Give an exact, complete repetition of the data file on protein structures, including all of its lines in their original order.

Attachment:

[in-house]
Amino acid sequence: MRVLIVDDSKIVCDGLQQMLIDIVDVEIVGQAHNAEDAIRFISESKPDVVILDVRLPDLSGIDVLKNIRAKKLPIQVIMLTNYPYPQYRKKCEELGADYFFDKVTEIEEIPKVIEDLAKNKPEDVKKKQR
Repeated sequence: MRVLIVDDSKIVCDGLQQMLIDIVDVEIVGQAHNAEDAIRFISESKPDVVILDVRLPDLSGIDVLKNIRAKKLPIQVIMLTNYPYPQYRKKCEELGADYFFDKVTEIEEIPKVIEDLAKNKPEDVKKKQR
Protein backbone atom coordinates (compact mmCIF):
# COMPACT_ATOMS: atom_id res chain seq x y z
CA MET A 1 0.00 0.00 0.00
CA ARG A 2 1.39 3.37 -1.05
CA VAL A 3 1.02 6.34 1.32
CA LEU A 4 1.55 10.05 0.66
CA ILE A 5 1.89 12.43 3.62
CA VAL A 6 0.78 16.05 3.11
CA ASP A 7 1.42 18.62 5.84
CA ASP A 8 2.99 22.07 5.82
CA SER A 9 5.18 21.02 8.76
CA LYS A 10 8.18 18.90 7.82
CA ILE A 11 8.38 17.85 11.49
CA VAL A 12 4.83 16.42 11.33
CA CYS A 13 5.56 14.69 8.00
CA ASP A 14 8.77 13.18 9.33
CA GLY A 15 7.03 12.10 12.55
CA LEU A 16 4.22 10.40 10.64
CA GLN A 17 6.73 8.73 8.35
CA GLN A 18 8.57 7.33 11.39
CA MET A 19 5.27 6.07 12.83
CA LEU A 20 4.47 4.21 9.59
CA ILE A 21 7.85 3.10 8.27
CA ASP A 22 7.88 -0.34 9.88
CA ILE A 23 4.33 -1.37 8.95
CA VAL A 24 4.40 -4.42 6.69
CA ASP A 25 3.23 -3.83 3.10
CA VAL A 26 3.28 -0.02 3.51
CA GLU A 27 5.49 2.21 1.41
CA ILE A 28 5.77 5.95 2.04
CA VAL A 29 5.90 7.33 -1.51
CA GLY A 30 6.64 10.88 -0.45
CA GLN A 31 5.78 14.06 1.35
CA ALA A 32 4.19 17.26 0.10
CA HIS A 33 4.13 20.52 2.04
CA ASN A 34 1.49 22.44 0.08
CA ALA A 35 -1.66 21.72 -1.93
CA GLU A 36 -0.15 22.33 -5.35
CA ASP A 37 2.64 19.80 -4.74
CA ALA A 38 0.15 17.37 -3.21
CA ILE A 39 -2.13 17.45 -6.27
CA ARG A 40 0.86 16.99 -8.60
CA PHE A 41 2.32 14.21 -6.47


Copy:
[in-house]
Amino acid sequence: MRVLIVDDSKIVCDGLQQMLIDIVDVEIVGQAHNAEDAIRFISESKPDVVILDVRLPDLSGIDVLKNIRAKKLPIQVIMLTNYPYPQYRKKCEELGADYFFDKVTEIEEIPKVIEDLAKNKPEDVKKKQR
Repeated sequence: MRVLIVDDSKIVCDGLQQMLIDIVDVEIVGQAHNAEDAIRFISESKPDVVILDVRLPDLSGIDVLKNIRAKKLPIQVIMLTNYPYPQYRKKCEELGADYFFDKVTEIEEIPKVIEDLAKNKPEDVKKKQR
Protein backbone atom coordinates (compact mmCIF):
# COMPACT_ATOMS: atom_id res chain seq x y z
CA MET A 1 0.00 0.00 0.00
CA ARG A 2 1.39 3.37 -1.05
CA VAL A 3 1.02 6.34 1.32
CA LEU A 4 1.55 10.05 0.66
CA ILE A 5 1.89 12.43 3.62
CA VAL A 6 0.78 16.05 3.11
CA ASP A 7 1.42 18.62 5.84
CA ASP A 8 2.99 22.07 5.82
CA SER A 9 5.18 21.02 8.76
CA LYS A 10 8.18 18.90 7.82
CA ILE A 11 8.38 17.85 11.49
CA VAL A 12 4.83 16.42 11.33
CA CYS A 13 5.56 14.69 8.00
CA ASP A 14 8.77 13.18 9.33
CA GLY A 15 7.03 12.10 12.55
CA LEU A 16 4.22 10.40 10.64
CA GLN A 17 6.73 8.73 8.35
CA GLN A 18 8.57 7.33 11.39
CA MET A 19 5.27 6.07 12.83
CA LEU A 20 4.47 4.21 9.59
CA ILE A 21 7.85 3.10 8.27
CA ASP A 22 7.88 -0.34 9.88
CA ILE A 23 4.33 -1.37 8.95
CA VAL A 24 4.40 -4.42 6.69
CA ASP A 25 3.23 -3.83 3.10
CA VAL A 26 3.28 -0.02 3.51
CA GLU A 27 5.49 2.21 1.41
CA ILE A 28 5.77 5.95 2.04
CA VAL A 29 5.90 7.33 -1.51
CA GLY A 30 6.64 10.88 -0.45
CA GLN A 31 5.78 14.06 1.35
CA ALA A 32 4.19 17.26 0.10
CA HIS A 33 4.13 20.52 2.04
CA ASN A 34 1.49 22.44 0.08
CA ALA A 35 -1.66 21.72 -1.93
CA GLU A 36 -0.15 22.33 -5.35
CA ASP A 37 2.64 19.80 -4.74
CA ALA A 38 0.15 17.37 -3.21
CA ILE A 39 -2.13 17.45 -6.27
CA ARG A 40 0.86 16.99 -8.60
CA PHE A 41 2.32 14.21 -6.47